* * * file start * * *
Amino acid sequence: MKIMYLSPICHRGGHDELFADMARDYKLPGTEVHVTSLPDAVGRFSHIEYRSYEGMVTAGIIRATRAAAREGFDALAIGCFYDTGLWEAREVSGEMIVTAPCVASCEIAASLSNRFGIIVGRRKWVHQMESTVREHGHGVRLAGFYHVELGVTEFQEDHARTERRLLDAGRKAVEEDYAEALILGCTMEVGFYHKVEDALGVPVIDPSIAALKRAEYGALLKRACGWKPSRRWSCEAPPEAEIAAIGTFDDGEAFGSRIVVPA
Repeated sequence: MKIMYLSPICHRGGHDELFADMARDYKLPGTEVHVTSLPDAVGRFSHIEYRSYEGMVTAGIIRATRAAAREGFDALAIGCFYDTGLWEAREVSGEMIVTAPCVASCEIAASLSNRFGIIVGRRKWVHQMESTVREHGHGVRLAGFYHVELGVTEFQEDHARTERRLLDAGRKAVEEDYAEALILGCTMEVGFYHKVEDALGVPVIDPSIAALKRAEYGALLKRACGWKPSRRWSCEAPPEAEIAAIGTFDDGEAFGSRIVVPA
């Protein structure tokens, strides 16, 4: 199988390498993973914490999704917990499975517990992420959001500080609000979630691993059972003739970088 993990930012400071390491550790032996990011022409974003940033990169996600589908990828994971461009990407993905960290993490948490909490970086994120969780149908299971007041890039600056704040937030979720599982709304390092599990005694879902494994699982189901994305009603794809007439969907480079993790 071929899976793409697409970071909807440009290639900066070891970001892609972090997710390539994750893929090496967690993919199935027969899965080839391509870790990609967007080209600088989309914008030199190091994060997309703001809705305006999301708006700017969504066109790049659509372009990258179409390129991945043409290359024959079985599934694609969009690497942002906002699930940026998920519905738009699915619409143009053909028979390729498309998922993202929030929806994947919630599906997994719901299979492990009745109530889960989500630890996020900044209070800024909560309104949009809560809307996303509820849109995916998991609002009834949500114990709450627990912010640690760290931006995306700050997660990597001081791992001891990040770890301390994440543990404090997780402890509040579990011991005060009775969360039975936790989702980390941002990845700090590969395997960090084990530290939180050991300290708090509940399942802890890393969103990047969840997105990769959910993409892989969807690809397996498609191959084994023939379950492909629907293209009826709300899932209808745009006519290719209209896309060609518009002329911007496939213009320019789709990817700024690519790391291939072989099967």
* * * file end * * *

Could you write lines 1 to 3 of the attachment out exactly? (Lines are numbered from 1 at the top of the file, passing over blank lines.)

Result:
Amino acid sequence: MKIMYLSPICHRGGHDELFADMARDYKLPGTEVHVTSLPDAVGRFSHIEYRSYEGMVTAGIIRATRAAAREGFDALAIGCFYDTGLWEAREVSGEMIVTAPCVASCEIAASLSNRFGIIVGRRKWVHQMESTVREHGHGVRLAGFYHVELGVTEFQEDHARTERRLLDAGRKAVEEDYAEALILGCTMEVGFYHKVEDALGVPVIDPSIAALKRAEYGALLKRACGWKPSRRWSCEAPPEAEIAAIGTFDDGEAFGSRIVVPA
Repeated sequence: MKIMYLSPICHRGGHDELFADMARDYKLPGTEVHVTSLPDAVGRFSHIEYRSYEGMVTAGIIRATRAAAREGFDALAIGCFYDTGLWEAREVSGEMIVTAPCVASCEIAASLSNRFGIIVGRRKWVHQMESTVREHGHGVRLAGFYHVELGVTEFQEDHARTERRLLDAGRKAVEEDYAEALILGCTMEVGFYHKVEDALGVPVIDPSIAALKRAEYGALLKRACGWKPSRRWSCEAPPEAEIAAIGTFDDGEAFGSRIVVPA
């Protein structure tokens, strides 16, 4: 199988390498993973914490999704917990499975517990992420959001500080609000979630691993059972003739970088 993990930012400071390491550790032996990011022409974003940033990169996600589908990828994971461009990407993905960290993490948490909490970086994120969780149908299971007041890039600056704040937030979720599982709304390092599990005694879902494994699982189901994305009603794809007439969907480079993790 071929899976793409697409970071909807440009290639900066070891970001892609972090997710390539994750893929090496967690993919199935027969899965080839391509870790990609967007080209600088989309914008030199190091994060997309703001809705305006999301708006700017969504066109790049659509372009990258179409390129991945043409290359024959079985599934694609969009690497942002906002699930940026998920519905738009699915619409143009053909028979390729498309998922993202929030929806994947919630599906997994719901299979492990009745109530889960989500630890996020900044209070800024909560309104949009809560809307996303509820849109995916998991609002009834949500114990709450627990912010640690760290931006995306700050997660990597001081791992001891990040770890301390994440543990404090997780402890509040579990011991005060009775969360039975936790989702980390941002990845700090590969395997960090084990530290939180050991300290708090509940399942802890890393969103990047969840997105990769959910993409892989969807690809397996498609191959084994023939379950492909629907293209009826709300899932209808745009006519290719209209896309060609518009002329911007496939213009320019789709990817700024690519790391291939072989099967």